You might be familiar with ringworm by a different name, like “athlete’s foot.” Ringworm in dogs isn’t just a problem for your pup. Humans can get Microsporum canis, too, which is another reason why it’s important to take this condition seriously. Young children, the elderly, and those with compromised immune systems are at an increased risk of contracting ringworm from dogs. However, anyone can contract this unsightly and uncomfortable parasite.

In humans, ringworm presents as a roughly circular rash that’s often red and itchy. If you or a family member notices a rash on your body after your dog has been diagnosed with ringworm, contact your primary care physician.

Australian Cattle Dog having its eyes checked by the vet.
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Treatment of Ringworm in Dogs

Your vet will diagnose your dog with ringworm by performing a diagnostic test, as well as a physical exam. They may take a sample of hair or skin cells for a fungal culture or examine infected hairs under a special ultraviolet light called a Wood’s lamp.

Once ringworm is diagnosed, your vet will discuss a treatment plan for your dog. This treatment plan depends on the severity of the case, the number of pets in the household, and whether or not there are children or immunocompromised adults in the home.

Treating ringworm in dogs usually consists of three steps:

  1. Topical therapy
  2. Oral medications
  3. Environmental decontamination

Topical Therapy for Ringworm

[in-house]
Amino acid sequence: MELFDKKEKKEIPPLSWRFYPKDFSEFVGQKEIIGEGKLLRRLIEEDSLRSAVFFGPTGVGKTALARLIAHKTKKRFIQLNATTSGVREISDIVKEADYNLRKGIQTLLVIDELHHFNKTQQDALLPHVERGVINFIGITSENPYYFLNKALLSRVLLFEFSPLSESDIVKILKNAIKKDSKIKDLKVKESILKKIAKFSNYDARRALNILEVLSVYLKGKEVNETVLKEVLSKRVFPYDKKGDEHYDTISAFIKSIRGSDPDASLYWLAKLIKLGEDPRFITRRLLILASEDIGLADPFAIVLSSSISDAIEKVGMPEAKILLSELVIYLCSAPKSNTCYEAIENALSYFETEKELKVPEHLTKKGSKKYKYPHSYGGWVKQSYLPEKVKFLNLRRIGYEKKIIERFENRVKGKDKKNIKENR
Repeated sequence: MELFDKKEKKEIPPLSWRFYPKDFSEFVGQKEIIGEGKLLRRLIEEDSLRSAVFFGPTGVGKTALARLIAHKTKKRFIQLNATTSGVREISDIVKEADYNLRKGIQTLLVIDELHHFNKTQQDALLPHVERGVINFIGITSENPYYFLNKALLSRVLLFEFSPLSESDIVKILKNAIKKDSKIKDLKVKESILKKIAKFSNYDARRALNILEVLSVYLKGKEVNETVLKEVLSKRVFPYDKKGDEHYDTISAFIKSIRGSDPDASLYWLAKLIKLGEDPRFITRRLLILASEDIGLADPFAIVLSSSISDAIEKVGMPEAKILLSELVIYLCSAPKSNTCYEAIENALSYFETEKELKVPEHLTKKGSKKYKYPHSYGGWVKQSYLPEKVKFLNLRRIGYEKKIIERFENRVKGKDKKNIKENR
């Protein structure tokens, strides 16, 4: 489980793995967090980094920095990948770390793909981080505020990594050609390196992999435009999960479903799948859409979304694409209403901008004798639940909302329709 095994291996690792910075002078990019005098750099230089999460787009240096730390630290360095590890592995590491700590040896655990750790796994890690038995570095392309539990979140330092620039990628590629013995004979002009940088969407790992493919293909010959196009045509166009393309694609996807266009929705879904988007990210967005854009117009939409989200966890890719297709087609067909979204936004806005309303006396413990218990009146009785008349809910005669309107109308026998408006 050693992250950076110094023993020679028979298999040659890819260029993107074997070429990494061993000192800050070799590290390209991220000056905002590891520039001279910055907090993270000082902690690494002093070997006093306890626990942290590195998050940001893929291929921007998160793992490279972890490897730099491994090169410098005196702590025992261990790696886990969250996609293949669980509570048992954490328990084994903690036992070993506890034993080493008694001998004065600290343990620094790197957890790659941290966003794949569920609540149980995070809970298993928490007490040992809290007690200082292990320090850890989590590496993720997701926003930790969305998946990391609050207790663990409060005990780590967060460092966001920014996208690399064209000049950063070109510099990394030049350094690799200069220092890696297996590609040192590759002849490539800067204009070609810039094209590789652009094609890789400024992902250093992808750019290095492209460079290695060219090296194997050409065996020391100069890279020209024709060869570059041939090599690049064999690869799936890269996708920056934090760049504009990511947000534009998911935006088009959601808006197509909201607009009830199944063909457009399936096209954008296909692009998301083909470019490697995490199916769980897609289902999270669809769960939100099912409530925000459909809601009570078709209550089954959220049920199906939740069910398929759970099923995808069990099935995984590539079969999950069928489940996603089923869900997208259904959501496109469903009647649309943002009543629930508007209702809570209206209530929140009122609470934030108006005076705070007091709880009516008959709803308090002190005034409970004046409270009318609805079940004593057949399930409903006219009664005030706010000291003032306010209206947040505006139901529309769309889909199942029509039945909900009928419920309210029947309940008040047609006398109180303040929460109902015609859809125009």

Your veterinarian will probably recommend a topical therapy, like a cream, ointment, or medicated shampoo to help treat and control the infection. Your vet might also suggest clipping long-haired dogs to speed up treatment and shaving the hair from affected areas. Topical therapy can take several months to fully eliminate the infection, but does help prevent environmental contamination.

Oral Medications for Ringworm

Oral therapy is usually used in conjunction with a topical therapy. Anti-fungal oral medications help fight the infection and, like topical therapy, need to be administered for a minimum of six weeks, but in some cases could take months to take full effect.

Your vet will likely ask you if you have any other pets in the household. They might advise that you test and treat them for ringworm, as well, even if they are not currently showing signs of a ringworm infection. It’s also very important that owners continue to treat for ringworm for the prescribed period of time. Just because the clinical signs go away doesn’t mean that your dog is no longer contagious. Your vet will most likely want to retest your dog for ringworm before giving you the “all clear.”

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Environmental Decontamination

The spores that live inside the hair follicles remain contagious for months at a time, surviving on couches, grooming tools, bedding, furniture, and clothing. Cleaning up all this hair is a part of treatment, but as many dog owners know, also a bit of a challenge.

Some owners keep their dogs in rooms that are easy to clean during the time they are infected with ringworm. This makes it easier to eliminate stray hairs and to mop with a disinfectant recommended by your veterinarian. If you can’t contain your dog to hard floors, daily vacuuming with a pet hair vacuum and removal of hair from furniture and surfaces can help prevent ringworm from spreading.

Preventing Ringworm in Dogs

Most owners don’t have to worry about ringworm prevention on a regular basis unless they’ve already had a case of ringworm in one or more pets. The best ways to prevent reinfection of ringworm in dogs are to fully cleanse the environment of the home and any tools and bedding that the animals regularly come into contact with, and to follow the instructions of your veterinarian.

Knowing the symptoms of ringworm in dogs can help you prevent the spread of ringworm from dogs to people or other pets. For more information about ringworm or if you suspect that your dog might have ringworm, contact your veterinarian.

Related article: How to Remove a Tick From Your Dog